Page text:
State Superintendent calls both sides of the MAS debate to the table
Protesters zip-tied themselves, and let loose with a smoke bomb at a chaotic TUSD meeting this week. The state Superintendent wants a summit.
Reporter: Valerie Cavazos
TUCSON (KGUN9-TV) -- It's been a heated school year for TUSD and the battle over Mexican-American studies. The state deemed the course illegal and that sparked chaotic meetings like the latest one on Tuesday.
This week, the TUSD Board voted to sever ties with the director of the now defunct program. Today, State Superintendent John Huppenthal weighed in.
"There's a lot of sad things that have come out of this," said Huppenthal.
Sitting at the top of the helm of Arizona education -- Superintendent John Huppenthal is looking down at what he sees is a continuous chaotic mess of the now defunct Mexican American Studies program.
"It's a tragedy it came up here (to the state level). It's a tragedy now what happened to Sean Arce," said Huppenthal. He criticizes the TUSD board and district for its ineffectiveness. "It's part of the tragedy of the TUSD. They just simply were not able to come to grips with this controversy over many years. What should have happened in TUSD a long time ago - is that these issues should have come up to school board, they should have heard issues coming in from the community -- both sides. They shoud have adopted a curriculum for the MAS program, where people could look at week one -- what are they teaching -- week two. It should have been a completely transparent system."
And he said that lack of transparency helped fuel much of the fire. "These issues are very delicate and have been made more severe by the lack of attentiveness to these issues at a local level. We need to make sure we're teaching stuff that we can be proud of. That it's not sanitized. We know that there have been historical injustice in our history. And that we're proud that we always -- to the next generation -- make a more just nation -- a better nation. How you get that right -- is a very delicate matter. The stuff that's occuring in TUSD board is a product of people unwilling to confront issues for a long time," he said.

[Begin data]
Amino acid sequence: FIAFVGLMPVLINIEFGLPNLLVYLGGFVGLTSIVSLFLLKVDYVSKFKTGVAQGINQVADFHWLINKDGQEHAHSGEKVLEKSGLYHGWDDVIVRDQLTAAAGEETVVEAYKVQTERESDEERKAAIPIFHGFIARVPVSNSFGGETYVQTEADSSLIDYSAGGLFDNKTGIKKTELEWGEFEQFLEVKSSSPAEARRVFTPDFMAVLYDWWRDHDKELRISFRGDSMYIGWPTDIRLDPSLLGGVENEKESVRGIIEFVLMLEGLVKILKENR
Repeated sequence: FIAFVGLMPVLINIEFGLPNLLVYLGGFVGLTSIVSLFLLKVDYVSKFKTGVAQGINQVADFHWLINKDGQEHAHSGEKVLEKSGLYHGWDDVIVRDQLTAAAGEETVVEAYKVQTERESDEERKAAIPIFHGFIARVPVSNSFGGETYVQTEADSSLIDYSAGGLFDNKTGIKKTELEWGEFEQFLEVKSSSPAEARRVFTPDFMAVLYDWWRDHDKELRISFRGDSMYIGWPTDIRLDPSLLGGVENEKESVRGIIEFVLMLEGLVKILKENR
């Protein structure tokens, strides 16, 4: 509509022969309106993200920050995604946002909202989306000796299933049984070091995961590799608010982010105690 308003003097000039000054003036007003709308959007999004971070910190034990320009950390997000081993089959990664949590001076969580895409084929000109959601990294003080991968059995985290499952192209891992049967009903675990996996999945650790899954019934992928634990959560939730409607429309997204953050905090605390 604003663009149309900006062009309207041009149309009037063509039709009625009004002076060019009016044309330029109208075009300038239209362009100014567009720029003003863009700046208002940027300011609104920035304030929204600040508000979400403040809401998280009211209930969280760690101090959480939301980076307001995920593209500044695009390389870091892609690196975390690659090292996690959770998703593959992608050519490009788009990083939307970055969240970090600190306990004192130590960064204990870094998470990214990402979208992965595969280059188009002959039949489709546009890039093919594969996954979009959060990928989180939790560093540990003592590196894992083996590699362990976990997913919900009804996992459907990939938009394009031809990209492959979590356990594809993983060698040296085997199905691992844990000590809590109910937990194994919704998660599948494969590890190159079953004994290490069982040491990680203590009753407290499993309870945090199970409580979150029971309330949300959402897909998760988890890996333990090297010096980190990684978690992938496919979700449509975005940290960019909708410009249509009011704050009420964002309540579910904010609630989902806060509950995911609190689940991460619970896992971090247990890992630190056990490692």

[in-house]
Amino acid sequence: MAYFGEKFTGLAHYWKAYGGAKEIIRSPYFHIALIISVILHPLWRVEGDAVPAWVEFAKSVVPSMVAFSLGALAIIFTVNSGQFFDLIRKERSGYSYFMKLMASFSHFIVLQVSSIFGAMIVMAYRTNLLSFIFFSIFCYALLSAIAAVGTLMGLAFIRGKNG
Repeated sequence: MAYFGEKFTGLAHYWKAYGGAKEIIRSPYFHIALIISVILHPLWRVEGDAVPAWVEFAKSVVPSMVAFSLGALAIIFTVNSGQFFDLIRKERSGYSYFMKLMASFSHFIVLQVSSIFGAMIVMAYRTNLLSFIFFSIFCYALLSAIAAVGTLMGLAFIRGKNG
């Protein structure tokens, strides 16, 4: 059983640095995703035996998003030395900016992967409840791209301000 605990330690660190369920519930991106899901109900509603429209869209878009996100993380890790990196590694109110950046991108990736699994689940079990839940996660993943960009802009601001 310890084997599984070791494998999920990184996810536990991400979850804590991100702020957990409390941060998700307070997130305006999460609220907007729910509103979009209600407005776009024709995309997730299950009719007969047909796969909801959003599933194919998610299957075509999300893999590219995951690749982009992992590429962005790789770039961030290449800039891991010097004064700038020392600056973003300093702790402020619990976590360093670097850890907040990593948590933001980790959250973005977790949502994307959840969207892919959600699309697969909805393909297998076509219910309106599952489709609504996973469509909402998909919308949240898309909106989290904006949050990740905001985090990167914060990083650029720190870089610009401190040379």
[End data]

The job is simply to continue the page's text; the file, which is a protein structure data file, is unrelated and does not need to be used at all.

We tried to talk to Dr. John Pedicone today, but he was in a meeting. He did tell KGUN9 in an earlier interview that the district failed because it did not review the changes in instruction over time -- which ultimately led to the program's demise.
"Right now we're in this stage of conflict and we need a cooling off period for a while," he said.
He scolds the TUSD board and district for its ineffectiveness in maintaining order and direction, but Huppenthal believes there's another element in the mix that's preventing the program from moving forward. "We know that there are people agitating this situation - that would like to get political advantage of it. So at this point we need to chill this all out."
Huppenthal would not specify who these people are -- only describing them as a collective whole.
He says to proceed with the program the district needs to invite these people to the table. "We shouldn't be shy about intellectually confronting the people who are behind this -- the people who would like a confrontation, but that discussion needs to come out to the table for a frank open discussion."
And he calls on Superintendent John Pedicone to take the lead to repair the relationships. "He's got the skill level, but the question is -- are these powerful factions going to take him down too or is he going to get the support he needs to turn that school district around. It's going to be up to the Tucson community that makes that decision."
And the state's role in all of this? Huppenthal answered, "We're going down there. We're observing classrooms, that type of thing. There's a discussion going on."